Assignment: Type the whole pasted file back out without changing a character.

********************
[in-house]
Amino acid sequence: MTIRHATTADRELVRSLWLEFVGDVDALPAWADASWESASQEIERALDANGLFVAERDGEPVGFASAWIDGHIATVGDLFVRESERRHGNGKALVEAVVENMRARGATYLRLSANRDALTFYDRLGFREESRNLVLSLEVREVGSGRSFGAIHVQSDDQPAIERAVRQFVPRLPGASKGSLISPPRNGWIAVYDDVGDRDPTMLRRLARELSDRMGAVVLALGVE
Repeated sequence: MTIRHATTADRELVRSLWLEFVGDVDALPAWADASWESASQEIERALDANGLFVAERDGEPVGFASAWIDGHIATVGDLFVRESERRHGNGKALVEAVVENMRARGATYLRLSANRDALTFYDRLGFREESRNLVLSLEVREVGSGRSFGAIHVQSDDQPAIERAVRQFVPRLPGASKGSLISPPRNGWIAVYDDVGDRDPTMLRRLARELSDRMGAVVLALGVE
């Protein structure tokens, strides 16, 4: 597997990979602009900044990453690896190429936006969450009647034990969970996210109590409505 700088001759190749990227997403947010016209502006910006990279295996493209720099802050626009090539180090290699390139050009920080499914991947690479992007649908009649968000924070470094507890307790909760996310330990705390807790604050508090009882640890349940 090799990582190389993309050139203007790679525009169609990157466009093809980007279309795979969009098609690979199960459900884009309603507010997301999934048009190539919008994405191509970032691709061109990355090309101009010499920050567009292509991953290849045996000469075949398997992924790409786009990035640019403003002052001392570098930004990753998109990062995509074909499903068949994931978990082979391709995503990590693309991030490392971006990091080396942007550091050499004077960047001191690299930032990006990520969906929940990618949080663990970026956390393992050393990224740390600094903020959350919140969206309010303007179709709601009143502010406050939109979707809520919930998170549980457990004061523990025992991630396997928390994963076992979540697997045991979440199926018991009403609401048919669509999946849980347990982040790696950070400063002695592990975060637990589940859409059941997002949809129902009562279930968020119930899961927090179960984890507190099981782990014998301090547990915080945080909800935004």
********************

[in-house]
Amino acid sequence: MTIRHATTADRELVRSLWLEFVGDVDALPAWADASWESASQEIERALDANGLFVAERDGEPVGFASAWIDGHIATVGDLFVRESERRHGNGKALVEAVVENMRARGATYLRLSANRDALTFYDRLGFREESRNLVLSLEVREVGSGRSFGAIHVQSDDQPAIERAVRQFVPRLPGASKGSLISPPRNGWIAVYDDVGDRDPTMLRRLARELSDRMGAVVLALGVE
Repeated sequence: MTIRHATTADRELVRSLWLEFVGDVDALPAWADASWESASQEIERALDANGLFVAERDGEPVGFASAWIDGHIATVGDLFVRESERRHGNGKALVEAVVENMRARGATYLRLSANRDALTFYDRLGFREESRNLVLSLEVREVGSGRSFGAIHVQSDDQPAIERAVRQFVPRLPGASKGSLISPPRNGWIAVYDDVGDRDPTMLRRLARELSDRMGAVVLALGVE
């Protein structure tokens, strides 16, 4: 597997990979602009900044990453690896190429936006969450009647034990969970996210109590409505 700088001759190749990227997403947010016209502006910006990279295996493209720099802050626009090539180090290699390139050009920080499914991947690479992007649908009649968000924070470094507890307790909760996310330990705390807790604050508090009882640890349940 090799990582190389993309050139203007790679525009169609990157466009093809980007279309795979969009098609690979199960459900884009309603507010997301999934048009190539919008994405191509970032691709061109990355090309101009010499920050567009292509991953290849045996000469075949398997992924790409786009990035640019403003002052001392570098930004990753998109990062995509074909499903068949994931978990082979391709995503990590693309991030490392971006990091080396942007550091050499004077960047001191690299930032990006990520969906929940990618949080663990970026956390393992050393990224740390600094903020959350919140969206309010303007179709709601009143502010406050939109979707809520919930998170549980457990004061523990025992991630396997928390994963076992979540697997045991979440199926018991009403609401048919669509999946849980347990982040790696950070400063002695592990975060637990589940859409059941997002949809129902009562279930968020119930899961927090179960984890507190099981782990014998301090547990915080945080909800935004």